Expat mortgage products available from Property Tribes Mortgages

    Switching from "consent to let" to Buy to let

    BTL from overseas?

    Landlord ToolKit
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    Hi Vanessa

    Thanks for the mention and yes, overseas Landlords are an important part of the sector who often have different needs.

    At Northwood a little over 7.5% of our client base are overseas Landlords and as such we're used to responding to wildly differing requirements surrounding property management, neighbour relations, financial details required for end of year tax statements, mortgage company requirements and more (in fact everything from the initial 'I'm considering letting my property while I'm overseas' conversation right through to collecting the post and sometimes feeding the cat!).

    Our dedicated Compliance Team are able to provide advice before Landlords make the decision to let their property ahead of a move abroad, providing peace of mind and often helping Landlords tick many tasks off their 'to do list'.

    We also have an Online Portfolio Manager which is particularly useful for Landlords based overseas who wish to check key information relating to their tenancy at the click of a button (particularly useful if it's a quick and simple query while it's daytime in Australia and nighttime in the UK).

    Finally, while (in my experience) most overseas Landlords are happy to rent their UK properties ongoing some do choose to fully commit to their new country and sell what was typically their previous family home and Nothwood can help here too

    Best wishes

    Nick
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    Good to see a resource for expat property investors Vanessa, so thanks for creating it. You're right that we've seen lots of interest from international investors who want access to the UK property market, and it's something that I think will increase over the coming years.

    Assetz Capital offers peer-to-peer BTL mortgages at 60% LTV - you can find out more on our website (search for "Assetz Capital", or you can call a member of the team on 0161 482 7528 and we can talk you through the process.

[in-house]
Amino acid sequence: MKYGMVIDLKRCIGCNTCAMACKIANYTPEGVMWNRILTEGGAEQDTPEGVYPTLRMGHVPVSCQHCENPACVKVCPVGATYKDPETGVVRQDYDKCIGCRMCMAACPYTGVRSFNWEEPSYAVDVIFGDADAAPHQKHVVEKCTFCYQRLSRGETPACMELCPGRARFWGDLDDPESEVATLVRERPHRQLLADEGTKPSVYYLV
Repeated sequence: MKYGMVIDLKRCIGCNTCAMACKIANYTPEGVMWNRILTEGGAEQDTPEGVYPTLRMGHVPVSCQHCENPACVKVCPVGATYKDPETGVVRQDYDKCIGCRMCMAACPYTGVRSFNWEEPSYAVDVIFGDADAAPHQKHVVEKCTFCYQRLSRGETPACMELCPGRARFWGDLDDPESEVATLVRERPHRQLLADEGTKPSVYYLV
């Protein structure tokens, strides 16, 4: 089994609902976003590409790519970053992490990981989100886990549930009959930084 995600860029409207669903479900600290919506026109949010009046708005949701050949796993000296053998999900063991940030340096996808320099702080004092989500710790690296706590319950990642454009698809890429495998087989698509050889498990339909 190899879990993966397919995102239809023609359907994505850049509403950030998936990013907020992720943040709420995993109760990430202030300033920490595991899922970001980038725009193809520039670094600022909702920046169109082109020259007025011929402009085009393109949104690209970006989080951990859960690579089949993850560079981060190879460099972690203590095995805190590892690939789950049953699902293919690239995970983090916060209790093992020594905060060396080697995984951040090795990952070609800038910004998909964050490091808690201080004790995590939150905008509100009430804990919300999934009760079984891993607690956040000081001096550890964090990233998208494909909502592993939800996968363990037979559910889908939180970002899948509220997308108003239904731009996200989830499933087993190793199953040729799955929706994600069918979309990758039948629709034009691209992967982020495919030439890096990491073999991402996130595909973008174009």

Thanks,

    Stuart Law
    CEO, Assetz Capital
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    Thanks Stuart and Nick for commenting.

    I read somewhere that there were around 2 million overseas landlords investing in the U.K. and I am sure that a significant portion of those will be expats.

    Many like to keep a "foothold" in the U.K. or feel comfortable investing here because it is their home country.

    I created my guide as I am sure these landlords want to create as safe a portfolio as possible and find the right firms/products/services to support their assets in the U.K. so that they can sleep easy at night in their beds many thousands of miles away!

    In this article in the Telegraph about expat landlords, one gives his tip for success:

    Mr Bowman says his complete physical – and emotional – detachment from his properties is what makes them a successful business, he thinks. “You can’t get attached to an investment property and you don’t need to know your tenants’ names.

    Ask yourself if the price is good and can you make money on the rent. I know a lot of people who went wrong because they remortgaged and over-mortgaged.

    “I’ve always tried to make sure the income is 50 per cent higher than the mortgage.

    Doing it any other way is just asking to fail.”